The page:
Difference between revisions of "2016 AIME I Problems/Problem 15"
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Circles <math>\omega_1</math> and <math>\omega_2</math> intersect at points <math>X</math> and <math>Y</math>. Line <math>\ell</math> is tangent to <math>\omega_1</math> and <math>\omega_2</math> at <math>A</math> and <math>B</math>, respectively, with line <math>AB</math> closer to point <math>X</math> than to <math>Y</math>. Circle <math>\omega</math> passes through <math>A</math> and <math>B</math> intersecting <math>\omega_1</math> again at <math>D \neq A</math> and intersecting <math>\omega_2</math> again at <math>C \neq B</math>. The three points <math>C</math>, <math>Y</math>, <math>D</math> are collinear, <math>XC = 67</math>, <math>XY = 47</math>, and <math>XD = 37</math>. Find <math>AB^2</math>. | Circles <math>\omega_1</math> and <math>\omega_2</math> intersect at points <math>X</math> and <math>Y</math>. Line <math>\ell</math> is tangent to <math>\omega_1</math> and <math>\omega_2</math> at <math>A</math> and <math>B</math>, respectively, with line <math>AB</math> closer to point <math>X</math> than to <math>Y</math>. Circle <math>\omega</math> passes through <math>A</math> and <math>B</math> intersecting <math>\omega_1</math> again at <math>D \neq A</math> and intersecting <math>\omega_2</math> again at <math>C \neq B</math>. The three points <math>C</math>, <math>Y</math>, <math>D</math> are collinear, <math>XC = 67</math>, <math>XY = 47</math>, and <math>XD = 37</math>. Find <math>AB^2</math>. | ||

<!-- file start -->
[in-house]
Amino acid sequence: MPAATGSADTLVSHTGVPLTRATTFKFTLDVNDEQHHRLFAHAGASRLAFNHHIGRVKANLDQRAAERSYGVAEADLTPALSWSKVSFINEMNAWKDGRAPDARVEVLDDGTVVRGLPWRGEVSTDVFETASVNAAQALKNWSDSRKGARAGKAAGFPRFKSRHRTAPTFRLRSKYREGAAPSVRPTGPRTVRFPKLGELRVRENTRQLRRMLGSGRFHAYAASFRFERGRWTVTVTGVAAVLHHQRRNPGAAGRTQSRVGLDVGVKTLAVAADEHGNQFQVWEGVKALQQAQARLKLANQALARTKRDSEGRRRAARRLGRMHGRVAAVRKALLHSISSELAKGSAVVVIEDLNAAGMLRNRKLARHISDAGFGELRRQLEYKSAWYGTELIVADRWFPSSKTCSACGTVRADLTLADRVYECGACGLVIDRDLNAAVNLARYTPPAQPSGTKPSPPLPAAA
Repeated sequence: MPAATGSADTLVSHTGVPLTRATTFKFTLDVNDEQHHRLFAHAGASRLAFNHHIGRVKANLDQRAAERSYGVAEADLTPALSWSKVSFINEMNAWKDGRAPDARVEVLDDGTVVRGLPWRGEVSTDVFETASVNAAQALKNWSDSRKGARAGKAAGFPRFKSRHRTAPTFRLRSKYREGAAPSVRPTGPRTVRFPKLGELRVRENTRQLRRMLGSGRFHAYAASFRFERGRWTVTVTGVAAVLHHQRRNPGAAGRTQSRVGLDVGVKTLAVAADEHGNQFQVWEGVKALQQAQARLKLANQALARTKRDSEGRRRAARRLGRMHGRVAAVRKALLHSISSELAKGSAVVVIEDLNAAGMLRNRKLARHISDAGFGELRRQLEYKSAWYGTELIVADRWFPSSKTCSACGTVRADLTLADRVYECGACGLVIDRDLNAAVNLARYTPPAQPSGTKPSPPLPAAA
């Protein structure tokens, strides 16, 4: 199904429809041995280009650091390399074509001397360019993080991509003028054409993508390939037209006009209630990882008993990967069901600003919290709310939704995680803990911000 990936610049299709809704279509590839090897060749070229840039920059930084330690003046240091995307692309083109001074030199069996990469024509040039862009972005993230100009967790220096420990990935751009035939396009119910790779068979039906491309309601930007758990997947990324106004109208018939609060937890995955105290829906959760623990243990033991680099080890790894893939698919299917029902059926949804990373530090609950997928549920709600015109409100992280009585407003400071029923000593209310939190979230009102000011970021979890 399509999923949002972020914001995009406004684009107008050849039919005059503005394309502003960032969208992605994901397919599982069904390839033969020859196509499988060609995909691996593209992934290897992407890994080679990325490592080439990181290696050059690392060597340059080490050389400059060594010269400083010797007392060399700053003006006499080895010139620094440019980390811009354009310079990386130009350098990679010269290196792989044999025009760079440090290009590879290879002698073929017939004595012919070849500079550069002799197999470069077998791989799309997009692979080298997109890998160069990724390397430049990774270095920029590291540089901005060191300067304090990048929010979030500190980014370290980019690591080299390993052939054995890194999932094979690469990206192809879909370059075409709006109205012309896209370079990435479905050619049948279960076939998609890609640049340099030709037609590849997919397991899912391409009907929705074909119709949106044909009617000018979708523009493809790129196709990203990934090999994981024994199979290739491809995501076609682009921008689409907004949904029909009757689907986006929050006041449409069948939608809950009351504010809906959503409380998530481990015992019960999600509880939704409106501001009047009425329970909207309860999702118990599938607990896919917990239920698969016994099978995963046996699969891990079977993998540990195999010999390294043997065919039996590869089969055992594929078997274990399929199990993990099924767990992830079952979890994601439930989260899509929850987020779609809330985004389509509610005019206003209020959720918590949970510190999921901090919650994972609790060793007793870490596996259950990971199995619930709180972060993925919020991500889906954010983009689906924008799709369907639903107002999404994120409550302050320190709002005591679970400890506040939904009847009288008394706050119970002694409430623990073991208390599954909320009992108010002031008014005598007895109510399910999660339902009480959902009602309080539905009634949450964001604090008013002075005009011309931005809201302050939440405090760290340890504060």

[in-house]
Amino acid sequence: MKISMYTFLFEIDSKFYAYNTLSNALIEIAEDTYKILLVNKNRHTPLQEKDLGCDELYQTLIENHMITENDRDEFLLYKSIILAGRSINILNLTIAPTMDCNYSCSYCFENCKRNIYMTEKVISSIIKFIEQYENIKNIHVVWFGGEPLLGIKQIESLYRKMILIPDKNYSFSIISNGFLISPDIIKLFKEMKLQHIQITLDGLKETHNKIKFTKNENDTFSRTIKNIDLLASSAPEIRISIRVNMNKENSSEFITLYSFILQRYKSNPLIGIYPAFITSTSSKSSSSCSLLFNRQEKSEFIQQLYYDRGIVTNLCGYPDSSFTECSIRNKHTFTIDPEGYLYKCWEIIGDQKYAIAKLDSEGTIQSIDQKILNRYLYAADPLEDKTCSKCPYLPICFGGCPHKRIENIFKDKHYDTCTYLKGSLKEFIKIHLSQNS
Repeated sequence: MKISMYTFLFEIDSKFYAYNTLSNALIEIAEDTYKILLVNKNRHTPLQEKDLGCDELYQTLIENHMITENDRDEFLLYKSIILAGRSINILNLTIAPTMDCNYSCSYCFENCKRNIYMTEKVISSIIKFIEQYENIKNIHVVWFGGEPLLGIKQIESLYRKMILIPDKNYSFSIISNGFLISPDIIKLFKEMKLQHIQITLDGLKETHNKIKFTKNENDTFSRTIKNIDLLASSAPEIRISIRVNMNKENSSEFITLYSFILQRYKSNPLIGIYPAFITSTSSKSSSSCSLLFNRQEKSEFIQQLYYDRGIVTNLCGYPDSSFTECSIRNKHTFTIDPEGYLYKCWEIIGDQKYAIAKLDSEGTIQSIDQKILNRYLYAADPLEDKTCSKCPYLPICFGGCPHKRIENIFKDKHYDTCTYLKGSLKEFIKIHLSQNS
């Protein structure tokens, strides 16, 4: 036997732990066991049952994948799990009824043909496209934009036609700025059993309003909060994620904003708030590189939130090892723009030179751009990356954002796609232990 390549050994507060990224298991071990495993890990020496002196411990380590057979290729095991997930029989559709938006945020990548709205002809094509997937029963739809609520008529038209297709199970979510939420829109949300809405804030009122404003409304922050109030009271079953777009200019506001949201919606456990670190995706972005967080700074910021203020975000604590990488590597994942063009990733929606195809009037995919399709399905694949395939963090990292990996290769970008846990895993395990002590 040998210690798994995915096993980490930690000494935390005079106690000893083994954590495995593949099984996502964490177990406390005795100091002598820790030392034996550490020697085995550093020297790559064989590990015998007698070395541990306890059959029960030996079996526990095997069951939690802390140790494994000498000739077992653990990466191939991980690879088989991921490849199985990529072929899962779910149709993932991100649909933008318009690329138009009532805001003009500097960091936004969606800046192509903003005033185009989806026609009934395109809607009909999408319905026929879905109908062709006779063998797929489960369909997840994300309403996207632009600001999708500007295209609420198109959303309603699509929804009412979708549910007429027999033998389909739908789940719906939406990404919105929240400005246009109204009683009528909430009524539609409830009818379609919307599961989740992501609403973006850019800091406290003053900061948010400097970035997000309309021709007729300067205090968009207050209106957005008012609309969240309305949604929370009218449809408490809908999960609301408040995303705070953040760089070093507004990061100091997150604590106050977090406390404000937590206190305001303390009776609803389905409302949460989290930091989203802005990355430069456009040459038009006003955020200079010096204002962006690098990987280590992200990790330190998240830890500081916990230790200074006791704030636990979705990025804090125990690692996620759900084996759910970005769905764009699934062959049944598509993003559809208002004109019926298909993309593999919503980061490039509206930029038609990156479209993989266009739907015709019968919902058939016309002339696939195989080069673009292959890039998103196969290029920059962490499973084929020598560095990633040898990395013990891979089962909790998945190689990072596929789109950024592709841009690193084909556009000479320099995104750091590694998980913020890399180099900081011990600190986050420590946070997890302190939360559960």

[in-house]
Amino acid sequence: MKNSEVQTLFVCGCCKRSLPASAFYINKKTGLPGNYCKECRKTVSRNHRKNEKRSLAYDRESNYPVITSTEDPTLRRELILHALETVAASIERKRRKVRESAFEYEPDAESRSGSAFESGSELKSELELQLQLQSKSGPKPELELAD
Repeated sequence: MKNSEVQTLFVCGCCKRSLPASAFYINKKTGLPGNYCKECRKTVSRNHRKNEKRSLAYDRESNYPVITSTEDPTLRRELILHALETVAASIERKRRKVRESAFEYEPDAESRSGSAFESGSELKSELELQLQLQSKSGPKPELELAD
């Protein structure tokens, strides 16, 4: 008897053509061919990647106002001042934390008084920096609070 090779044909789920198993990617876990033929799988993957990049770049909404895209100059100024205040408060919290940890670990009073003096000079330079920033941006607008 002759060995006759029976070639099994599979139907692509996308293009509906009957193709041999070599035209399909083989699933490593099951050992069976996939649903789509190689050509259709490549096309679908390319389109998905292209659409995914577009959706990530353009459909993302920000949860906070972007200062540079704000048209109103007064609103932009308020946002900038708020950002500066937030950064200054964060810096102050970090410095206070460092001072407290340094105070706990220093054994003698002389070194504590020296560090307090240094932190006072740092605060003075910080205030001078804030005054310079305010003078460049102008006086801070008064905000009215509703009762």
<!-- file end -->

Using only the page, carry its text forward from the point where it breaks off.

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− | + | ==Solution 1== | |